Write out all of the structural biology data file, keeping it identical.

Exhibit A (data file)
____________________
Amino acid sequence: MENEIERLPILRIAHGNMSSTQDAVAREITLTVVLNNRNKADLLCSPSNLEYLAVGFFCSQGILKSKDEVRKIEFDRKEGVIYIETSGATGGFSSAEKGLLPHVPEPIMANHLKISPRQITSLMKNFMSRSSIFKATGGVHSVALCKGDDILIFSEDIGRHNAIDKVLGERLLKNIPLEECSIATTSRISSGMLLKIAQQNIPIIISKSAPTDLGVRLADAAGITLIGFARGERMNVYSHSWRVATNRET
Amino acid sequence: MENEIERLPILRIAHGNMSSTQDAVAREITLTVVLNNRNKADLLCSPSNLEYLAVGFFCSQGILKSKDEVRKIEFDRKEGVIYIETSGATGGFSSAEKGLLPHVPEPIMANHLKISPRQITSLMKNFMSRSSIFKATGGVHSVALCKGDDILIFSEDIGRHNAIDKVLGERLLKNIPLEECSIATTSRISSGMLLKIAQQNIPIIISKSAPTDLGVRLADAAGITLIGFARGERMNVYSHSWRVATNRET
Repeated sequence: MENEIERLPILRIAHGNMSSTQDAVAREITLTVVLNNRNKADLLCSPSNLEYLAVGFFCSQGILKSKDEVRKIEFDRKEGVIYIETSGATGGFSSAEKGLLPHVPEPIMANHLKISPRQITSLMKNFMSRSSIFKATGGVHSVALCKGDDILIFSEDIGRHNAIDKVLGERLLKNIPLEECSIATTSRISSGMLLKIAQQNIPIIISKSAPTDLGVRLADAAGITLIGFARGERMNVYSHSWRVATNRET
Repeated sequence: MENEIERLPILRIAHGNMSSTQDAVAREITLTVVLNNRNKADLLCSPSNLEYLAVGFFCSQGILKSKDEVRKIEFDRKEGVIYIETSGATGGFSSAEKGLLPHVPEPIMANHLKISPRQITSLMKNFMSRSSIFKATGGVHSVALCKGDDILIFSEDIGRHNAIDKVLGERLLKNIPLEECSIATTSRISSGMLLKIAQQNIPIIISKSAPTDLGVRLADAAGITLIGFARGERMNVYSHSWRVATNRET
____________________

Amino acid sequence: MENEIERLPILRIAHGNMSSTQDAVAREITLTVVLNNRNKADLLCSPSNLEYLAVGFFCSQGILKSKDEVRKIEFDRKEGVIYIETSGATGGFSSAEKGLLPHVPEPIMANHLKISPRQITSLMKNFMSRSSIFKATGGVHSVALCKGDDILIFSEDIGRHNAIDKVLGERLLKNIPLEECSIATTSRISSGMLLKIAQQNIPIIISKSAPTDLGVRLADAAGITLIGFARGERMNVYSHSWRVATNRET
Amino acid sequence: MENEIERLPILRIAHGNMSSTQDAVAREITLTVVLNNRNKADLLCSPSNLEYLAVGFFCSQGILKSKDEVRKIEFDRKEGVIYIETSGATGGFSSAEKGLLPHVPEPIMANHLKISPRQITSLMKNFMSRSSIFKATGGVHSVALCKGDDILIFSEDIGRHNAIDKVLGERLLKNIPLEECSIATTSRISSGMLLKIAQQNIPIIISKSAPTDLGVRLADAAGITLIGFARGERMNVYSHSWRVATNRET
Repeated sequence: MENEIERLPILRIAHGNMSSTQDAVAREITLTVVLNNRNKADLLCSPSNLEYLAVGFFCSQGILKSKDEVRKIEFDRKEGVIYIETSGATGGFSSAEKGLLPHVPEPIMANHLKISPRQITSLMKNFMSRSSIFKATGGVHSVALCKGDDILIFSEDIGRHNAIDKVLGERLLKNIPLEECSIATTSRISSGMLLKIAQQNIPIIISKSAPTDLGVRLADAAGITLIGFARGERMNVYSHSWRVATNRET
Repeated sequence: MENEIERLPILRIAHGNMSSTQDAVAREITLTVVLNNRNKADLLCSPSNLEYLAVGFFCSQGILKSKDEVRKIEFDRKEGVIYIETSGATGGFSSAEKGLLPHVPEPIMANHLKISPRQITSLMKNFMSRSSIFKATGGVHSVALCKGDDILIFSEDIGRHNAIDKVLGERLLKNIPLEECSIATTSRISSGMLLKIAQQNIPIIISKSAPTDLGVRLADAAGITLIGFARGERMNVYSHSWRVATNRET